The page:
When Matthew Shepard, a 21-year-old gay man living in Laramie, Wyo., was
viciously murdered in 1998, most of the nation was shocked and ashamed. For
many heterosexuals, however, the images of a beaten and bloody Shepard
abandoned on a cold and lonely fencepost have grown fuzzy. Not so for the gays
and lesbians who reside just north of the state line.
This past winter, two disturbing attacks on gay men in Montana helped keep
fear alive. One victim was severely injured after being jumped by two other
males while leaving a gay bar in Billings. The other incident involved a
student at Helenas Carroll College, a Catholic institution, who dropped out
and returned to Spokane after getting hit in the head with a bottle, being
beaten into unconsciousness, and then being beaten further. Still another
incident involving death threats to a gay man in Kalispell, where PRIDEs
annual meeting will be held in early June, has just been reported.
As in the Wyoming case, investigators say the Helena and Billings men were
singled out for their sexual orientation. At the same time the beatings were
publicized, the Montana Legislature, for the fifth consecutive time, was
considering a bill to add gender, disability and sexual orientation to the
states hate crimes law. But even violence at the doorstep failed to sway
the Republican majority.
"I think Matthew Shepard cases do happen here, [the victims] just don
t die," says teacher David Wilson, adding that verbal and physical
harassment are common for many gays and lesbians, even in public school
systems where zero-tolerance policies are often in place. "Casey and I
show affection wherever we are, but Im probably more paranoid about it
because I grew up here. I know the potential of what could happen."
"The purpose for bias-motivated crime is to put people in their place,
and I know those incidents have had that effect," PRIDEs Olson
explains. "I know people have withdrawn from greater participation in the
community because of that. On the other hand, Ive had people call and say,
I cant be silent anymore. That happens too. When youre talking
about being out of the closet, youre dealing with a lot of perception. The
fear is usually very disproportionate to the reality, but its very
"I certainly think about being out and open and being a public
figure," says David Herrera, director of the Yellowstone AIDS Project and
a high-profile member of the Montana Gay Mens Task Force in Billings.
"I certainly recognize theres an element of risk to the work I do. For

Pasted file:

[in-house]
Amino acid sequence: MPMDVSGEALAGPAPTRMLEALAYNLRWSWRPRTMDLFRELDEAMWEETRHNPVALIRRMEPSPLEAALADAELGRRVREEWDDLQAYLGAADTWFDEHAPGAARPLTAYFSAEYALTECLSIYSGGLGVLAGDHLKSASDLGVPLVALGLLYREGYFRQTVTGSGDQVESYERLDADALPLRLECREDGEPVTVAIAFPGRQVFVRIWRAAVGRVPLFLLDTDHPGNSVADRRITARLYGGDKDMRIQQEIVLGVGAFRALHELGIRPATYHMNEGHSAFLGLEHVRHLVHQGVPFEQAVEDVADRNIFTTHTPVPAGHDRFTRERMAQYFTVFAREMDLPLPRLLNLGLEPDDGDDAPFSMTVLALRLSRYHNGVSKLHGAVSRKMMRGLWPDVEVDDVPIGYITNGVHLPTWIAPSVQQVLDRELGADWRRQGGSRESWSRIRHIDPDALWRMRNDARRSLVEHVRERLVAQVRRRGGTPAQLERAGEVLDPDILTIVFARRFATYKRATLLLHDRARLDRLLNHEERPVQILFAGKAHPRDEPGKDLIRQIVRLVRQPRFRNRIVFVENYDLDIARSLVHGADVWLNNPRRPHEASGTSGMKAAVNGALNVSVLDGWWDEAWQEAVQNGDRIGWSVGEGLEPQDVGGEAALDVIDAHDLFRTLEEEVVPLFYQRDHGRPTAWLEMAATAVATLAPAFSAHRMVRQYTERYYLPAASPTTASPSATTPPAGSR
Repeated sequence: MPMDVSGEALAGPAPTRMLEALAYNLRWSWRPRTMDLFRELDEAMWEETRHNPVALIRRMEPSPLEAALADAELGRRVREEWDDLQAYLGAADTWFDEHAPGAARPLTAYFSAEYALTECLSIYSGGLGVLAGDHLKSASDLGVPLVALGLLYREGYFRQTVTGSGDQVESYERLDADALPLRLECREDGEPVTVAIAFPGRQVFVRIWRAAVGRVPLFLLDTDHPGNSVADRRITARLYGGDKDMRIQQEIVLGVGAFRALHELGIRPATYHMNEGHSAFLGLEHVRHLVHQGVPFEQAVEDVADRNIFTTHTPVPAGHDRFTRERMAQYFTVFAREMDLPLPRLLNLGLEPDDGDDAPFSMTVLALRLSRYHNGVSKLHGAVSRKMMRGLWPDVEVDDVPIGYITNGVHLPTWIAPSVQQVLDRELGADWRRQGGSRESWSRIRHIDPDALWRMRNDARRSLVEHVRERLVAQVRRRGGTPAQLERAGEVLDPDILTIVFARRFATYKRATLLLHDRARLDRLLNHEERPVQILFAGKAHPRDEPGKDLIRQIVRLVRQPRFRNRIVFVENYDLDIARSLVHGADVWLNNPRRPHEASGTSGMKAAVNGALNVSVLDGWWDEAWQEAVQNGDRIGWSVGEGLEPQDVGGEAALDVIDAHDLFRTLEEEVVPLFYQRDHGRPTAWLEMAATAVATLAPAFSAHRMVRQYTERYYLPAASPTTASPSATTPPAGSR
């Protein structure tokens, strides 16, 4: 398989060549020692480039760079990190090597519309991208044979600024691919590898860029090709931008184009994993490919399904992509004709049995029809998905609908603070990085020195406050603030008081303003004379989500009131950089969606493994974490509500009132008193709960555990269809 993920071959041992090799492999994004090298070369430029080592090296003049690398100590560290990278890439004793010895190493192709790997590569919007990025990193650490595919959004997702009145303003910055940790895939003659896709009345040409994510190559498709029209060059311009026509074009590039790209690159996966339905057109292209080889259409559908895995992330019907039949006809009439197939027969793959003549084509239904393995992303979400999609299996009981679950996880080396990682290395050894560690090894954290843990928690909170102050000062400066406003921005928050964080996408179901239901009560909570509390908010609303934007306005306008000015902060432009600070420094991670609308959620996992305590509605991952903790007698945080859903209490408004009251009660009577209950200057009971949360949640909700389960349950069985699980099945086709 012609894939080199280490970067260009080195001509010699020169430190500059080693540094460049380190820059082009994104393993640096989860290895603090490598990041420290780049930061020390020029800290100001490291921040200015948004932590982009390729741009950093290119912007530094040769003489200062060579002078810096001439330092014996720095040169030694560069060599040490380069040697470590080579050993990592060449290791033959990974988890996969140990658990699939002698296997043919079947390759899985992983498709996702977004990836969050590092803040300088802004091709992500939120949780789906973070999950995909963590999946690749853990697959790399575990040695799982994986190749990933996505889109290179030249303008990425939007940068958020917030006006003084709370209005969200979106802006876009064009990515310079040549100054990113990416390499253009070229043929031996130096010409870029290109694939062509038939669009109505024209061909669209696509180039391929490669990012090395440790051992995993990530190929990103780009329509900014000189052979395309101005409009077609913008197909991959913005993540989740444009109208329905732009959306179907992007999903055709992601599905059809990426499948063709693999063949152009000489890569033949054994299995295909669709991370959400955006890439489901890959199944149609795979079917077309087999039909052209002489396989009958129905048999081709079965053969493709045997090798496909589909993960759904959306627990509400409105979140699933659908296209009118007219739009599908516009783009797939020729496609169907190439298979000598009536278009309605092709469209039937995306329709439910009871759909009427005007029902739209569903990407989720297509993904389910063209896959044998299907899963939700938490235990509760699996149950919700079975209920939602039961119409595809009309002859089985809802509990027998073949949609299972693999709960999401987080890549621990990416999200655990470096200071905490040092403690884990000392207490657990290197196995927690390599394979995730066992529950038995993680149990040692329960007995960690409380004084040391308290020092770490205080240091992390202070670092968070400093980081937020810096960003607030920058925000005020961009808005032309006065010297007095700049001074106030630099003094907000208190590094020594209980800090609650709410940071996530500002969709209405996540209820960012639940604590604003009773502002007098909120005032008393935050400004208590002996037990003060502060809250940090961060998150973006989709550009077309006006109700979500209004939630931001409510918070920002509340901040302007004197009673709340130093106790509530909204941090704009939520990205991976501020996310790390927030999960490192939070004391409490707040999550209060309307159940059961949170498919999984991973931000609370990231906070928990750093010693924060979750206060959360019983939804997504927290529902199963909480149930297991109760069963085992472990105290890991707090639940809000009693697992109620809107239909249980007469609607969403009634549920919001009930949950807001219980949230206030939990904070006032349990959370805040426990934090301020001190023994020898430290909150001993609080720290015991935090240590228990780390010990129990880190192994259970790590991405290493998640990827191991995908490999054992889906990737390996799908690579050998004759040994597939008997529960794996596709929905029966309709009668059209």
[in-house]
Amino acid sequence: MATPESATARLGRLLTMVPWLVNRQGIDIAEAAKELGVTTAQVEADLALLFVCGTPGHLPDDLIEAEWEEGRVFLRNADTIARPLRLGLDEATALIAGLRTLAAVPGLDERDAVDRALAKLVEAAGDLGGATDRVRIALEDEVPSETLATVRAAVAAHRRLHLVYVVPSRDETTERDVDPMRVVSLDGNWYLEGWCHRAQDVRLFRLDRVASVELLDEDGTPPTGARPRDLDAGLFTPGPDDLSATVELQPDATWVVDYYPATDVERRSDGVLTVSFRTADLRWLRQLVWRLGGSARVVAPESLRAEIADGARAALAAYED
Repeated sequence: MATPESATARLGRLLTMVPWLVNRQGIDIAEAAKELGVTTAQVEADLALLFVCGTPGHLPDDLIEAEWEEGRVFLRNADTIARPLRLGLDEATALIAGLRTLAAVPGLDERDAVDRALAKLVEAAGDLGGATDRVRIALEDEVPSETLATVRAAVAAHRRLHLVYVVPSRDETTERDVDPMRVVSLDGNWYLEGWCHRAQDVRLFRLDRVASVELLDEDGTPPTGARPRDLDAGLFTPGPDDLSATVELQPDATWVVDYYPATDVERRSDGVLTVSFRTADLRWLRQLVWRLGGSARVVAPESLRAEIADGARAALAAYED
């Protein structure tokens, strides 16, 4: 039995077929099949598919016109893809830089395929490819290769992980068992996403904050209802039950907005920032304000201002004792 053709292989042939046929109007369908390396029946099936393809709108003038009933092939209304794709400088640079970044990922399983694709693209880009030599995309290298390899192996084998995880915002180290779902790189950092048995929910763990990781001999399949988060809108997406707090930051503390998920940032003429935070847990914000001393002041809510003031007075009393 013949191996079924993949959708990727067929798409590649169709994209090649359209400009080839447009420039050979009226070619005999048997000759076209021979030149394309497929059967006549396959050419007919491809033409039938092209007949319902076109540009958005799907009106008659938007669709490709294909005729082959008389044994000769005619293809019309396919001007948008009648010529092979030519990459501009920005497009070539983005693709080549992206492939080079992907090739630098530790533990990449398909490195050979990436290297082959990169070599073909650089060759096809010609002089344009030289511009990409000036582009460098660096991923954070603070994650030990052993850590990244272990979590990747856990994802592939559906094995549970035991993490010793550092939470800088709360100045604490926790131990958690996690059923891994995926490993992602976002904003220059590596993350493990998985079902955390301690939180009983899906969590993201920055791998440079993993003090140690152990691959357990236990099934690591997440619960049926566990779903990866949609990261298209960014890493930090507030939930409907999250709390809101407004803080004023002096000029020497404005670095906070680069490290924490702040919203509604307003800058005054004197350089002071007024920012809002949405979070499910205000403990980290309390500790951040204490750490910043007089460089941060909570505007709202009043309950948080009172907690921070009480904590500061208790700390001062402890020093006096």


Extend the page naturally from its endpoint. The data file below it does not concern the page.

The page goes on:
many gays and lesbians, the threat of assault is very real." While
Billings is the states largest city, an uncomfortable air of intolerance
against homosexuals still permeates the social and political atmosphere,
"In Billings, I would say there is still a tremendous amount of fear,
a fear of being rejected by family, co-workers and the community," he
explains. "Theres a perception that the Billings community is very
unaccepting. Ive also had incredibly positive responses from people I never
expected. Hopefully, well continue to change attitudes one person at a
time. I just hope that happens before all the gay men in Montana leave the
An Unnatural Fascination
Seattle attorney Jeff Coop lived in Missoula for seven years, graduated
from the University of Montana School of Law, and worked at a Billings law
firm for three years before leaving with his gay partner last year. Coop says
he stayed in the closet during most of his time in Montana, especially at
work. Now that hes in a more supportive environment, Coop feels he can
speak out more freely.
"I cant understand why certain Montana and national politicians
have an unnatural fascination with gays and lesbians and why they are tireless
and relentless in their efforts to ensure that we are forever denied
privileges and rights enjoyed by others," he says. "On that note, I
think its high time that homophobes have to justify their irrational fear
or hatred of gays and lesbians and explain why we should be denied basic human
rights afforded to all others, instead of gays and lesbians having to justify
their mere existence."
A big part of changing attitudes, Coop believes, is encouraging other gays,
lesbians, and bisexuals to go public.
"If you are not out, come out," he says. "Put a face to the
words gay or queer or dyke or fag or any of the other
words used to describe us. What people forget or do not understand is that we
are everywhere, whether we are out or not. We have to do what we can to
disabuse people of their stereotypes, and the only way to do that is to live
openly and with integrity."
"The law tells the story of our lives," PRIDEs Olson explains.
"It defines how we live, and the law reflected in Montana lives portrays
a tragedy for gays and lesbians. Thats what concerns us. We want to close
the gaps. We have to be involved in public-education efforts to get that
middle majority of people, who I think are tolerant, to be a little more
active in our civil rights efforts."
Charles, the UM professor, says he sometimes gets frustrated with the pace
of change in Montana. As a result, he and other activists put a lot of effort
into trying to get gays and lesbians more involved.
"The community needs to be more political," he says.
"Somehow were not getting our message across. We really feel weve
got to reach out to Montanans. Were here, were queer, but we have to
"What has happened over the years is a real change in people coming
out as supporters," Gryczan observes. "We lose at the Legislature,
but we are gaining the hearts and minds of Montanans. Theres a lot more of
us out publicly, out to our neighbors, at our work. And thats where the
real change happens, not in a law book."